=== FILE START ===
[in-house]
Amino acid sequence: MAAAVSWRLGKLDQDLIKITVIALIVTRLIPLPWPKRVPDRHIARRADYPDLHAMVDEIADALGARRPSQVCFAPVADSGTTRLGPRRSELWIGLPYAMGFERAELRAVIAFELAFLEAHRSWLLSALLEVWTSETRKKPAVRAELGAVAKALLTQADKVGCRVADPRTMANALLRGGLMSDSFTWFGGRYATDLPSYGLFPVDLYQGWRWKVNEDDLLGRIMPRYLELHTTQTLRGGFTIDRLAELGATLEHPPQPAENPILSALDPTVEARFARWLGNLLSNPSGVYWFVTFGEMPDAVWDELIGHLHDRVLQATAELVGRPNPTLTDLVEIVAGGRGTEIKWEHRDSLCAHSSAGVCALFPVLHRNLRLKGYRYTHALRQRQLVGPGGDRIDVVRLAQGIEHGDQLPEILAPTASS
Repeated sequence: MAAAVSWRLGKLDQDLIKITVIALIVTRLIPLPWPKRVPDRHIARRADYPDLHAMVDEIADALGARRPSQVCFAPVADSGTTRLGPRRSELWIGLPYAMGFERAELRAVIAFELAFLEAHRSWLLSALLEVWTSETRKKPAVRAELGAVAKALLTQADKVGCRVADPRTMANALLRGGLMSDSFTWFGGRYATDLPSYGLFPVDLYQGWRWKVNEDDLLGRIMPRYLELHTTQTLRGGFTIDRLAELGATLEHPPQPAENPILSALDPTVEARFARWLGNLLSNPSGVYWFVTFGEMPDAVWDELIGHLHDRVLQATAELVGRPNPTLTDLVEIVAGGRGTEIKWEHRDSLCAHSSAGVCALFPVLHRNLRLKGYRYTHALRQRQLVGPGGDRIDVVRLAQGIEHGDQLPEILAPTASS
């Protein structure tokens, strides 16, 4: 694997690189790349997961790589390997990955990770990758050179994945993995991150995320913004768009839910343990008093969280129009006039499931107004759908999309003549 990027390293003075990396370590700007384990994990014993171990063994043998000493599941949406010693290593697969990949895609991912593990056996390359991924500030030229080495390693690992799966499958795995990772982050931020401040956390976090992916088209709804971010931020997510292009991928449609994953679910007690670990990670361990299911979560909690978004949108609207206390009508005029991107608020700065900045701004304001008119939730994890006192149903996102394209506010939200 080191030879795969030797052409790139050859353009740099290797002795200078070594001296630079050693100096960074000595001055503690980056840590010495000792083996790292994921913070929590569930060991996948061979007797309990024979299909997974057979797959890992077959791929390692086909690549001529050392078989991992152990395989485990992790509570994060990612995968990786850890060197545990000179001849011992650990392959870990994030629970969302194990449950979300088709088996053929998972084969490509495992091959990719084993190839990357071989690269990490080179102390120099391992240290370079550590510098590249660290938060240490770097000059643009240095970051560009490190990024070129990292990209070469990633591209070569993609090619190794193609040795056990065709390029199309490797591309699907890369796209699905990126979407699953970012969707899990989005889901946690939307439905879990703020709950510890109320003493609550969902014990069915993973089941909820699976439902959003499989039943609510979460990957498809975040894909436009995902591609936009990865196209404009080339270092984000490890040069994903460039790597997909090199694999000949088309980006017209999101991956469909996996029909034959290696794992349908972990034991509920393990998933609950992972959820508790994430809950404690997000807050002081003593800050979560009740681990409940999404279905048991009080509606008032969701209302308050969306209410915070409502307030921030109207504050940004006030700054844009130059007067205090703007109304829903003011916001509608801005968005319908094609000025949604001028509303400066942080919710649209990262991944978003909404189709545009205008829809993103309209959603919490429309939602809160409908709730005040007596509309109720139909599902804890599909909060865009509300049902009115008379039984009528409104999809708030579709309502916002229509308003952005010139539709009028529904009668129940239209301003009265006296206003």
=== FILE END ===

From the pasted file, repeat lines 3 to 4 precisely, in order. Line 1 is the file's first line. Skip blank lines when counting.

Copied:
Repeated sequence: MAAAVSWRLGKLDQDLIKITVIALIVTRLIPLPWPKRVPDRHIARRADYPDLHAMVDEIADALGARRPSQVCFAPVADSGTTRLGPRRSELWIGLPYAMGFERAELRAVIAFELAFLEAHRSWLLSALLEVWTSETRKKPAVRAELGAVAKALLTQADKVGCRVADPRTMANALLRGGLMSDSFTWFGGRYATDLPSYGLFPVDLYQGWRWKVNEDDLLGRIMPRYLELHTTQTLRGGFTIDRLAELGATLEHPPQPAENPILSALDPTVEARFARWLGNLLSNPSGVYWFVTFGEMPDAVWDELIGHLHDRVLQATAELVGRPNPTLTDLVEIVAGGRGTEIKWEHRDSLCAHSSAGVCALFPVLHRNLRLKGYRYTHALRQRQLVGPGGDRIDVVRLAQGIEHGDQLPEILAPTASS
């Protein structure tokens, strides 16, 4: 694997690189790349997961790589390997990955990770990758050179994945993995991150995320913004768009839910343990008093969280129009006039499931107004759908999309003549 990027390293003075990396370590700007384990994990014993171990063994043998000493599941949406010693290593697969990949895609991912593990056996390359991924500030030229080495390693690992799966499958795995990772982050931020401040956390976090992916088209709804971010931020997510292009991928449609994953679910007690670990990670361990299911979560909690978004949108609207206390009508005029991107608020700065900045701004304001008119939730994890006192149903996102394209506010939200 080191030879795969030797052409790139050859353009740099290797002795200078070594001296630079050693100096960074000595001055503690980056840590010495000792083996790292994921913070929590569930060991996948061979007797309990024979299909997974057979797959890992077959791929390692086909690549001529050392078989991992152990395989485990992790509570994060990612995968990786850890060197545990000179001849011992650990392959870990994030629970969302194990449950979300088709088996053929998972084969490509495992091959990719084993190839990357071989690269990490080179102390120099391992240290370079550590510098590249660290938060240490770097000059643009240095970051560009490190990024070129990292990209070469990633591209070569993609090619190794193609040795056990065709390029199309490797591309699907890369796209699905990126979407699953970012969707899990989005889901946690939307439905879990703020709950510890109320003493609550969902014990069915993973089941909820699976439902959003499989039943609510979460990957498809975040894909436009995902591609936009990865196209404009080339270092984000490890040069994903460039790597997909090199694999000949088309980006017209999101991956469909996996029909034959290696794992349908972990034991509920393990998933609950992972959820508790994430809950404690997000807050002081003593800050979560009740681990409940999404279905048991009080509606008032969701209302308050969306209410915070409502307030921030109207504050940004006030700054844009130059007067205090703007109304829903003011916001509608801005968005319908094609000025949604001028509303400066942080919710649209990262991944978003909404189709545009205008829809993103309209959603919490429309939602809160409908709730005040007596509309109720139909599902804890599909909060865009509300049902009115008379039984009528409104999809708030579709309502916002229509308003952005010139539709009028529904009668129940239209301003009265006296206003």